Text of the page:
|Active||November 1917 – March 1920|
|Size||3,000 (December 1917)
40,000 (June 1919)
5,000 (March 1920)
The Volunteer Army began forming in November/December 1917 under the leadership of Gen. Mikhail Alekseyev in Novocherkassk and Gen. Lavr Kornilov and his supporters. Initially it included volunteering officers, cadets, students and Cossacks. Of the first 3,000 recruits just 12 were ordinary soldiers; the rest were officers, some of whom resented having to serve as privates. On December 27, 1917 (January 9, 1918), the creation of the Volunteer Army was officially announced. Alekseyev became its overall leader, Kornilov its Commander-in-chief, Gen. Alexander Lukomsky its Chief of Staff, Gen. Anton Denikin commander of the 1st Division and Gen. Sergey Markov commander of 1st Officers regiment. They also created the so-called Special Council at the headquarters, which included prominent civilian politicians such as Peter Struve, Pavel Milyukov, Mikhail Rodzianko, Sergey Sazonov and Boris Savinkov.
In early January 1918 the Volunteer Army numbered approximately 4,000 men and fought against the Red Army together with units of Gen. Aleksei Kaledin's forces. In late February the Volunteer Army had to retreat from Rostov-on-Don due to the onset of the Red Army and left for Kuban in order to unite with the Kuban Cossack formations, a maneuver known as the Ice March. However, most of the Kuban Cossacks did not give their support to the Volunteer Army. Only a small unit (3,000 men) under the command of Gen. Viktor Pokrovsky joined the Volunteer Army on March 26, 1918, increasing its number to 6,000 troops. The Volunteer Army's attempt to capture Yekaterinodar between April 9–13 was a disaster, with Gen. Kornilov being killed in battle. Gen. Denikin took over command of the remnants of the Volunteer Army and left for the remote stanitsas beyond the Don region. In June 1918 3,000 men under the command of Col. Mikhail Drozdovsky joined the Volunteer Army, bringing its strength to between 8,000-9,000 men. On June 23 the Volunteer Army began its so-called Second Kuban Campaign with support from Gen. Pyotr Krasnov. By September 1918 the Volunteer Army was up to 30,000–35,000 men thanks to the mobilization of the Kuban Cossacks and "counterrevolutionary elements" gathered in the North Caucasus. Thus, the Volunteer Army took the name of the Caucasus Volunteer Army.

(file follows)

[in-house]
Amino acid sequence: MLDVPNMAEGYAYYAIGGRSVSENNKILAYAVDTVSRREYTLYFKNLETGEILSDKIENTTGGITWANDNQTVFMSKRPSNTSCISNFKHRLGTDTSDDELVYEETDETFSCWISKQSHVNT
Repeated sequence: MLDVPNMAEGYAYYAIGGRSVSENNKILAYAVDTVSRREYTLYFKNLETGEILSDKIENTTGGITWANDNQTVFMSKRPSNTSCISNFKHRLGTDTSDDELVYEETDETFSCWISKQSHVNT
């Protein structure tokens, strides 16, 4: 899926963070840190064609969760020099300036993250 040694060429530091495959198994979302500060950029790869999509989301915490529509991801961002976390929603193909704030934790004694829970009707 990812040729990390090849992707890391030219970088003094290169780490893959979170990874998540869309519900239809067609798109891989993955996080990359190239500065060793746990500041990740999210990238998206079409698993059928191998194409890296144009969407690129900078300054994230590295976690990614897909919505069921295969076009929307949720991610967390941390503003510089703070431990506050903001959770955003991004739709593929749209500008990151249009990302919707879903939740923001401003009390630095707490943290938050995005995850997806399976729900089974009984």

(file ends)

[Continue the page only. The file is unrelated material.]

In the autumn of 1918 the governments of Great Britain, France and the United States increased their material and technical assistance to the Volunteer Army. With the support from the Entente, the forces of the South Russian Whites were combined into the so-called Armed Forces of South Russia (Вооружённые силы Юга России, or Vooruzhenniye sily Yuga Rossii) under the command of Gen. Denikin. In late 1918-early 1919 Denikin defeated the 11th Soviet Army and captured the North Caucasus region. In January 1919 the Caucasus Volunteer Army was divided into the Caucasus Army and the Volunteer Army, which would later be joined by the Don Army, created from the remnants of Krasnov's Cossack Army. After capturing Donbass, Tsaritsyn and Kharkov in June 1919, Denikin began to advance towards Moscow on June 20 (July 3). According to his plan, the main blow to Moscow was to be inflicted by the Volunteer Army (40,000 men) under the command of Gen. Vladimir May-Mayevsky.